Reform of Italian IP Code – the implementation of EU Directive 2015/2436
Since March 23, 2019, the Legislative Decree n. 15 of February 20, 2019 implementing the EU Directive 2015/2436 to approximate the laws of the Member States relating to trade marks has been in force and from a judicial perspective, some of the more relevant amendments relate to revocation for non-use, infringement and invalidity actions.
Specifically, the following changes will have an impact on all proceedings initiated in Italy after March 23, 2019 (some doubts exist as far as previous proceedings are concerned).
A. The reversal of the burden of proof on the proprietor of the trade mark in revocation for non-use actions (Art. 121 IPC).
B. The legal standing of licensees in infringement actions (Art. 122-bis IPC).
The following additional change will be fully in force, however probably not before 2023.
C. The possibility to bring invalidity actions before the Italian Patent and Trade Mark Office (Artt. 184-bis – 184-sexies IPC) with new consequences also for invalidity actions traditionally brought before the Civil Courts (Art. 122(4-bis)( 4-ter) IPC).
A. The reversal of the burden of proof in revocation for non-use actions
In Italy, the general principle is that the burden of proof is on the plaintiff. This principle, applied to revocation for non-use proceedings, has always resulted in a probatio diabolica, given the complexity of collecting such evidence.
The recent amendment to Art. 121 IPC provided for a real reversal of this rule. Indeed, “In any case where revocation for non-use is applied for or objected to, the proprietor shall provide proof of use of the mark in accordance with Article 24“.
This amendment “has given the ball” to the proprietors of contested trademarks who, however, won’t actually find any obstacles in proving a genuine use, for instance, through accounting documents, pictures of products, advertising and so on.
B. The legal standing of licensees
In the past, Italian case law has already allowed the possibility for exclusive licensees, to bring infringement actions independently from the proprietor of the trade mark (some more doubts existed with reference to non-exclusive licensees).
Now, the new Article 122-bis IPC asserts that “Without prejudice to the provisions of the licensing contract, the licensee [exclusive and not] may bring proceedings for infringement of a trade mark only if its proprietor consents thereto. However, the holder of an exclusive license may bring such proceedings if the proprietor of the trade mark, after formal notice, does not himself bring infringement proceedings within an appropriate period“.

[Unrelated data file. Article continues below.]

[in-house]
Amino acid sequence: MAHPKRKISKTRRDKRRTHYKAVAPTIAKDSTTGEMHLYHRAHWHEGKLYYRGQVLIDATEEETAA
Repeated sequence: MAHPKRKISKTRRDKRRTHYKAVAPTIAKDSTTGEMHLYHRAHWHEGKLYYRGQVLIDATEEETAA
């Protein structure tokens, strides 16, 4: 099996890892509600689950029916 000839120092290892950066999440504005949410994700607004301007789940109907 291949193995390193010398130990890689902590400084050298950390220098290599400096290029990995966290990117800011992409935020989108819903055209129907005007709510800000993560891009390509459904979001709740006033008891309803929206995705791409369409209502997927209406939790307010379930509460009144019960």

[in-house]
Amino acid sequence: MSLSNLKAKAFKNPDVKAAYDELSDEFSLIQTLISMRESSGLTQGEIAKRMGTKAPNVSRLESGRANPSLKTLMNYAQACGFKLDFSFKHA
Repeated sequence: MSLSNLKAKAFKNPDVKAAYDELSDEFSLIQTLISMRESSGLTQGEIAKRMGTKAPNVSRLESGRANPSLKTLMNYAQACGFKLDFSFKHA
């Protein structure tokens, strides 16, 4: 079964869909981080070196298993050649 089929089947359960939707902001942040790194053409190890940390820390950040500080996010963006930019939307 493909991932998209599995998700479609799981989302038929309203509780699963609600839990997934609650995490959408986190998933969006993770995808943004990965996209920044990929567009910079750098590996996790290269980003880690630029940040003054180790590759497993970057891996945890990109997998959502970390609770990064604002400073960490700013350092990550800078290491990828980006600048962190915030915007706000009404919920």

It is notable that a limit has been introduced specifically to the legal standing of exclusive licensees who will from now on have to: (i) collect the consent of the proprietor; (ii) send a formal notice to the trade mark proprietor before proceeding with any actions. These limits were not provided for by Italian case law in the past.
C. The possibility to bring invalidity actions before the Italian Patent and Trade Mark Office
One of the most revolutionary amendments for the Italian system concerns the possibility to bring invalidity actions also before the Italian Patent and Trade Mark Office, in addition to the Italian Civil Courts as before.
However, even if the relevant Artt. 184-bis – 184-decies are already in force, proprietors of trade marks have to wait until the issuing of a specific implementation decree in order to access this new procedure. The final deadline for the issuing thereof is 2023.
The new system will create a special mixture between actions brought before the Italian Patent and Trade Mark Office and those brought before Italian Civil Courts.
In this regard, Art. 122 (4-bis)( 4-ter) IPC provides for:
- the inadmissibility of an action for invalidity or revocation of a registered trade mark brought before the Civil Courts, if the Italian Patent and Trade Mark Office has already issued a decision regarding the same trade mark, between the same parties, based on the same grounds and vice versa;
- the possible stay of an action for invalidity or revocation of a registered trade mark brought before the Civil Courts, if a connected proceeding is pending before the Italian Patent and Trade Mark Office and vice versa.
In other words, it is possible that, after 2023, executive and judicial powers would not be as separate as in the past.